Community flood resilience

To operationalize the concept of social and ecological resilience, the Risk, Policy and Vulnerability (RPV) Program and partners in the Zurich Flood Resilience Alliance are developing a comprehensive conceptual model for operationalizing disaster resilience thinking, which is being rolled out in several countries globally.

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A foundational White Paper shows how the resilience perspective can help operationalize disaster risk management, by tackling the systemic problems that hamper conventional approaches — critically by embedding disaster policy within a holistic approach to development. In the White Paper, RPV elaborated a broad definition of disaster resilience, as “The ability of a system, community or society to pursue its social, ecological, and economic development and growth objectives, while managing its disaster risk over time in a mutually reinforcing way” ([1] p.7).

The key relationship between socioeconomic development and natural disasters in designing policies for disaster resilience was also elaborated [2]. The researchers identify hard-to-quantify yet critical factors, environmental conditions and social vulnerabilities, as compounding disaster-management-related challenges. These include haphazard development, weak institutions, lack of social safety nets, and short-termism of decision-making practices.

In a subsequent contribution to the Alliance, RPV produced a comprehensive review of the quantitative evidence on the costs and benefits of flood mitigation projects. In the flood risk reduction investments reviewed, this showed that investments largely paid off [3]. Based on these inputs, discussion of the opportunities and challenges of using (novel) risk-based cost-benefit analyses (CBA) for flood resilience interventions in multiple global contexts, including India, Indonesia and New York, have taken place. The review [3] also gives an overview with examples of other decision-support tools, including cost-effectiveness analysis in the Caribbean, multi-criteria analysis in Nepal, and robust decision making in Vietnam.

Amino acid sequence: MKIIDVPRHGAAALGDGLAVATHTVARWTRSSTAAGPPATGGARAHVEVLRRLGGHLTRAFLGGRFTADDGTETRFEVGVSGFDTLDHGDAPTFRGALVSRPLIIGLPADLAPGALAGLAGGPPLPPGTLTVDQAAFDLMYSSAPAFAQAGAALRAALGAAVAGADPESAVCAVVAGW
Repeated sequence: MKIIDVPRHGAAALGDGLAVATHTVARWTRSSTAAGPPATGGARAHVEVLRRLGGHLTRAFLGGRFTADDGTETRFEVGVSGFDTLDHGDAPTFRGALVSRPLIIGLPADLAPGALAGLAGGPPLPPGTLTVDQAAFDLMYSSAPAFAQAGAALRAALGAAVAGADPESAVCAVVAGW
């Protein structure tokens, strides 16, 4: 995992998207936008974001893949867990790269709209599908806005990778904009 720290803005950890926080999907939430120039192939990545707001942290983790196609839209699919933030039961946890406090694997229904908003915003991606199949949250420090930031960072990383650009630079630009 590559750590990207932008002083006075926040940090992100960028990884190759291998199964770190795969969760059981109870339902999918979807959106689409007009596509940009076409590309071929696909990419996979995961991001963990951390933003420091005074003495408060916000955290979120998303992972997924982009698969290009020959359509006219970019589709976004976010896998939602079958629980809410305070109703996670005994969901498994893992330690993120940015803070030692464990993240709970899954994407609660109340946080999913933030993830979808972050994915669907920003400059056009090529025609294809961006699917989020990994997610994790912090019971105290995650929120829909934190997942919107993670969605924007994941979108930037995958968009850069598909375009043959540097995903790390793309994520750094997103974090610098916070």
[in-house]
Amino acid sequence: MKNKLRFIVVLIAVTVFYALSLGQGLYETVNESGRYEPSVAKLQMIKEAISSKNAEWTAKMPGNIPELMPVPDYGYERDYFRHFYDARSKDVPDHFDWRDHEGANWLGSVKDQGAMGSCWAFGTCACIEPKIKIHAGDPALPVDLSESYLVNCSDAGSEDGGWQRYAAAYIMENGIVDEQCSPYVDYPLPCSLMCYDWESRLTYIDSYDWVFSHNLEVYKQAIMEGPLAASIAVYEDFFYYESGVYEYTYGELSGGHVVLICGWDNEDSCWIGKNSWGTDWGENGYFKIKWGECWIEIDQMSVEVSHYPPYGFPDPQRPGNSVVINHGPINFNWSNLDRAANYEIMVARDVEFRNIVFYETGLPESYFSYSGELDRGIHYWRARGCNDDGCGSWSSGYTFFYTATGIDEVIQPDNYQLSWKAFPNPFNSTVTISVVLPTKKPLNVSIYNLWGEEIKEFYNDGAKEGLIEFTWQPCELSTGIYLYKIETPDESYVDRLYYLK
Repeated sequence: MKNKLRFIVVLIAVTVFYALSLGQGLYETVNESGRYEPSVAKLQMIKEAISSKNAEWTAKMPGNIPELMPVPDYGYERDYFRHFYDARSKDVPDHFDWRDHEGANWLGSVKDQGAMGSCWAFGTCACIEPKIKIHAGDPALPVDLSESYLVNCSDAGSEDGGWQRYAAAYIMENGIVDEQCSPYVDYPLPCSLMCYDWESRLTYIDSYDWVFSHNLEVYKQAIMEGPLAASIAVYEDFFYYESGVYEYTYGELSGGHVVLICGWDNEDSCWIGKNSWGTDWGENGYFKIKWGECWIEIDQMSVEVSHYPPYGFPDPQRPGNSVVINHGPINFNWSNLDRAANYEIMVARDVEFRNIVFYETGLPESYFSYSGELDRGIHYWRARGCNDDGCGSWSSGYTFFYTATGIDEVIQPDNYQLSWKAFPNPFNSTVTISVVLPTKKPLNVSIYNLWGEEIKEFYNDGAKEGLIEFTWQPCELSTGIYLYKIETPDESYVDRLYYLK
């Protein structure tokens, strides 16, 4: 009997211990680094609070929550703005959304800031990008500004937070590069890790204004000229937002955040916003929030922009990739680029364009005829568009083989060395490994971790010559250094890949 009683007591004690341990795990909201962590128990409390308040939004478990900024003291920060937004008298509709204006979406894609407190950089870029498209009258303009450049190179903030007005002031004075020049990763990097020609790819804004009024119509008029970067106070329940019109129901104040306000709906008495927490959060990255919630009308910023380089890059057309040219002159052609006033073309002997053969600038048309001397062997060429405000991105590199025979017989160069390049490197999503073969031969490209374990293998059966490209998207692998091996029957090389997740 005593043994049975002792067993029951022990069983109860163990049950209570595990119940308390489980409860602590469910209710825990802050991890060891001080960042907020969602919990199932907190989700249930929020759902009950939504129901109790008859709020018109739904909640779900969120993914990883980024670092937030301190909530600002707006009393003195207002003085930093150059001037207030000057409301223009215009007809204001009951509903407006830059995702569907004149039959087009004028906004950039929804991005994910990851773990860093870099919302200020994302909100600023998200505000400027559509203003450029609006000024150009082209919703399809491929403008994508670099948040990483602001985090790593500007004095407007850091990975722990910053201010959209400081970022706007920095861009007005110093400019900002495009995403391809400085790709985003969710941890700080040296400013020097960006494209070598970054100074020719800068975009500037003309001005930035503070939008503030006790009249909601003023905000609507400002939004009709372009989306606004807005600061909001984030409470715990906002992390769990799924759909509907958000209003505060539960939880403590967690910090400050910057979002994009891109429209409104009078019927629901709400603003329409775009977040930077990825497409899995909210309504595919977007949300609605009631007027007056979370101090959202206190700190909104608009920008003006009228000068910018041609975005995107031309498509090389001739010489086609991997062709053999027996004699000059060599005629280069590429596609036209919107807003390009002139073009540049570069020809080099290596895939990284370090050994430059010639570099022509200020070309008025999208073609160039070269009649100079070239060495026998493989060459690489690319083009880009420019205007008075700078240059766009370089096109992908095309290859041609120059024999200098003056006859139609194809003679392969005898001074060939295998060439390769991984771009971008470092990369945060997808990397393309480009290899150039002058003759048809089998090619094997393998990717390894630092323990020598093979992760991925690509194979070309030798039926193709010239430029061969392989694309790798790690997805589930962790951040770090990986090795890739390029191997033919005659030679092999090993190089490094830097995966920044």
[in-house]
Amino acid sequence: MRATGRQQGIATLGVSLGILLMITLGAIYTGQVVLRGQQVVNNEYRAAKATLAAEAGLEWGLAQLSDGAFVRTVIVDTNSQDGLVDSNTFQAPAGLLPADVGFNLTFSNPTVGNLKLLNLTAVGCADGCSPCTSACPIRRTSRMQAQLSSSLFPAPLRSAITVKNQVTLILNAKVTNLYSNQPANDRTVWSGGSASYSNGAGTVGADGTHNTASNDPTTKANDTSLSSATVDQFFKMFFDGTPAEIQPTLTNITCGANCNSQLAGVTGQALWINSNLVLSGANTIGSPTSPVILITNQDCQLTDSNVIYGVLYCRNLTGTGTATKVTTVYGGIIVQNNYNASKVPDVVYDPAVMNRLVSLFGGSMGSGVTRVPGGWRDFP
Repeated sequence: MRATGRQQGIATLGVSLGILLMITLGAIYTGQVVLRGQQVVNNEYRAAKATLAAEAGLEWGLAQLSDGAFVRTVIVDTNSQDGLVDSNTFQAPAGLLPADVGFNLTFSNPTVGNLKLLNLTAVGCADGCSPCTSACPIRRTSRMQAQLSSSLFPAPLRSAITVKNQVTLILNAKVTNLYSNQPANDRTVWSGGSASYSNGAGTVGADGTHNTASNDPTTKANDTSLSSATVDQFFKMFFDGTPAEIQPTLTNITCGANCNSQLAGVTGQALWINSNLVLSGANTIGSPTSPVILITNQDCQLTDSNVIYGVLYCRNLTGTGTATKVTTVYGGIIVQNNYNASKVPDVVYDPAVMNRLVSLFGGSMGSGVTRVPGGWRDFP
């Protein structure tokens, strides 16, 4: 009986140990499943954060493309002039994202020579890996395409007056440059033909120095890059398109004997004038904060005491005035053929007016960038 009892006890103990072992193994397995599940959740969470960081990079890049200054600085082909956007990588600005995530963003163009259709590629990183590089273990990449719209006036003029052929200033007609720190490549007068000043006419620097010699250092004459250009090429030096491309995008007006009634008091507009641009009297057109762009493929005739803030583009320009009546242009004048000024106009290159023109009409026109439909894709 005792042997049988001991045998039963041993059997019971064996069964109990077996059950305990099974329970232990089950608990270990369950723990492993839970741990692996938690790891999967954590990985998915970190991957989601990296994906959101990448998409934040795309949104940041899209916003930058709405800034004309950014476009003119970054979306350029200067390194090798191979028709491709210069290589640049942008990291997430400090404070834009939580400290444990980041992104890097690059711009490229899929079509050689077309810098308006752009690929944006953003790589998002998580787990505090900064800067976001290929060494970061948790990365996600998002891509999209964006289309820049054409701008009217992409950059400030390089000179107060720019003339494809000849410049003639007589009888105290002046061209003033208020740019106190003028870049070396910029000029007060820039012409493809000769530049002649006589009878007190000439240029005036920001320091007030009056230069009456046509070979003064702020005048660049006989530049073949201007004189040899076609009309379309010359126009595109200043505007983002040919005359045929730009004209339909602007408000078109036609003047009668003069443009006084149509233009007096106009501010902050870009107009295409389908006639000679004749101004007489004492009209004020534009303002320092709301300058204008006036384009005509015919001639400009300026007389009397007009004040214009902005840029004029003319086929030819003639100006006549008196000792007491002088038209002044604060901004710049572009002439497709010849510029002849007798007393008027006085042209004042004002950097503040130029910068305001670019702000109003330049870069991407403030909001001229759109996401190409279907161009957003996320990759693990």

The Flood Resilience Alliance project received the UN’s Momentum for Change Lighthouse Activity award at the COP20 climate summit in Lima, Peru, created to shine light on the best examples of climate solutions to inspire increased global climate action.

References

[1] Keating A, Mechler R, Mochizuki J, Kunreuther H, Bayer J, Hanger S, McCallum I, See L, Williges K, Hochrainer-Stigler S, Egan C et al. (2014). Operationalizing Resilience Against Natural Disaster Risk: Opportunities, Barriers, and a Way Forward. White Paper, Zurich Flood Resilience Alliance.

[2] Mochizuki J, Mechler R, Hochrainer-Stigler S, Keating A, Williges, K (2014). Revisiting the “disaster and development’ debate” – Toward a broader understanding of macroeconomic risk and resilience. Climate Risk Management (3), 39-54.

[3] Mechler R, Czajkowski J, Kunreuther H, Michel-Kerjan E, Botzen W, Keating A, McQuistan C, Cooper N, O'Donnell I (2014). Making Communities More Flood Resilient: The Role of Cost Benefit Analysis and Other Decision-support Tools in Disaster Risk Reduction, Issue Brief, Zurich Flood Resilience Alliance, Zurich Insurance Company, Zurich, Switzerland.


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Last edited: 30 March 2015

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Reinhard Mechler

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Risk and Resilience

T +43(0) 2236 807 313

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International Institute for Applied Systems Analysis (IIASA)
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